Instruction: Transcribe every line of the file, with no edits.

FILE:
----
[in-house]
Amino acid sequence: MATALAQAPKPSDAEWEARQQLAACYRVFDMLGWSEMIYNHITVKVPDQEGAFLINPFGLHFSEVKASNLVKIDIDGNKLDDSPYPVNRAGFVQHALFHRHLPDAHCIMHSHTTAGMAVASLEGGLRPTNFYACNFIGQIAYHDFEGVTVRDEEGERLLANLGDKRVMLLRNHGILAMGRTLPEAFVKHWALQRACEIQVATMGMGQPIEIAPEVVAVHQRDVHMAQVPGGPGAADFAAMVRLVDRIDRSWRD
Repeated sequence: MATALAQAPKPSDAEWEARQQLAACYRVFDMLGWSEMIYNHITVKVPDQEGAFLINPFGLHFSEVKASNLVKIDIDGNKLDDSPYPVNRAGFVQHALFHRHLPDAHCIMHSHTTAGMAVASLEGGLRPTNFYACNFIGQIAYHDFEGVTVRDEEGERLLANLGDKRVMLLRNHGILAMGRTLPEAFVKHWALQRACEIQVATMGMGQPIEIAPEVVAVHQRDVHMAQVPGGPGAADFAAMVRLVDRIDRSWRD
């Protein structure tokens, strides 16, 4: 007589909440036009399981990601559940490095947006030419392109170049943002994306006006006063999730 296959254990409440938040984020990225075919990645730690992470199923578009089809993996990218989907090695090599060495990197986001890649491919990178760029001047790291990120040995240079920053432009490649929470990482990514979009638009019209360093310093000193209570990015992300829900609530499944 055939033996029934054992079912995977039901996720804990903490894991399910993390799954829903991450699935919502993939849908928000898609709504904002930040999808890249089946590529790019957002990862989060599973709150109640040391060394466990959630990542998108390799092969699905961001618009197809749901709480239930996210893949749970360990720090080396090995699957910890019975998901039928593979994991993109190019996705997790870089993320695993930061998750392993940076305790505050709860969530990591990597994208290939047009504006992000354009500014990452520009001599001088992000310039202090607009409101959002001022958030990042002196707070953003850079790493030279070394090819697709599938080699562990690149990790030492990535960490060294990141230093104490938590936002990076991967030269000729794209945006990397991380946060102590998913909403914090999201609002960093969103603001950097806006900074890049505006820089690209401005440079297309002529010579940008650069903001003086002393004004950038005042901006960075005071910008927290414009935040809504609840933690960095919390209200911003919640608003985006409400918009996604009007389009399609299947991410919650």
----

[in-house]
Amino acid sequence: MATALAQAPKPSDAEWEARQQLAACYRVFDMLGWSEMIYNHITVKVPDQEGAFLINPFGLHFSEVKASNLVKIDIDGNKLDDSPYPVNRAGFVQHALFHRHLPDAHCIMHSHTTAGMAVASLEGGLRPTNFYACNFIGQIAYHDFEGVTVRDEEGERLLANLGDKRVMLLRNHGILAMGRTLPEAFVKHWALQRACEIQVATMGMGQPIEIAPEVVAVHQRDVHMAQVPGGPGAADFAAMVRLVDRIDRSWRD
Repeated sequence: MATALAQAPKPSDAEWEARQQLAACYRVFDMLGWSEMIYNHITVKVPDQEGAFLINPFGLHFSEVKASNLVKIDIDGNKLDDSPYPVNRAGFVQHALFHRHLPDAHCIMHSHTTAGMAVASLEGGLRPTNFYACNFIGQIAYHDFEGVTVRDEEGERLLANLGDKRVMLLRNHGILAMGRTLPEAFVKHWALQRACEIQVATMGMGQPIEIAPEVVAVHQRDVHMAQVPGGPGAADFAAMVRLVDRIDRSWRD
């Protein structure tokens, strides 16, 4: 007589909440036009399981990601559940490095947006030419392109170049943002994306006006006063999730 296959254990409440938040984020990225075919990645730690992470199923578009089809993996990218989907090695090599060495990197986001890649491919990178760029001047790291990120040995240079920053432009490649929470990482990514979009638009019209360093310093000193209570990015992300829900609530499944 055939033996029934054992079912995977039901996720804990903490894991399910993390799954829903991450699935919502993939849908928000898609709504904002930040999808890249089946590529790019957002990862989060599973709150109640040391060394466990959630990542998108390799092969699905961001618009197809749901709480239930996210893949749970360990720090080396090995699957910890019975998901039928593979994991993109190019996705997790870089993320695993930061998750392993940076305790505050709860969530990591990597994208290939047009504006992000354009500014990452520009001599001088992000310039202090607009409101959002001022958030990042002196707070953003850079790493030279070394090819697709599938080699562990690149990790030492990535960490060294990141230093104490938590936002990076991967030269000729794209945006990397991380946060102590998913909403914090999201609002960093969103603001950097806006900074890049505006820089690209401005440079297309002529010579940008650069903001003086002393004004950038005042901006960075005071910008927290414009935040809504609840933690960095919390209200911003919640608003985006409400918009996604009007389009399609299947991410919650």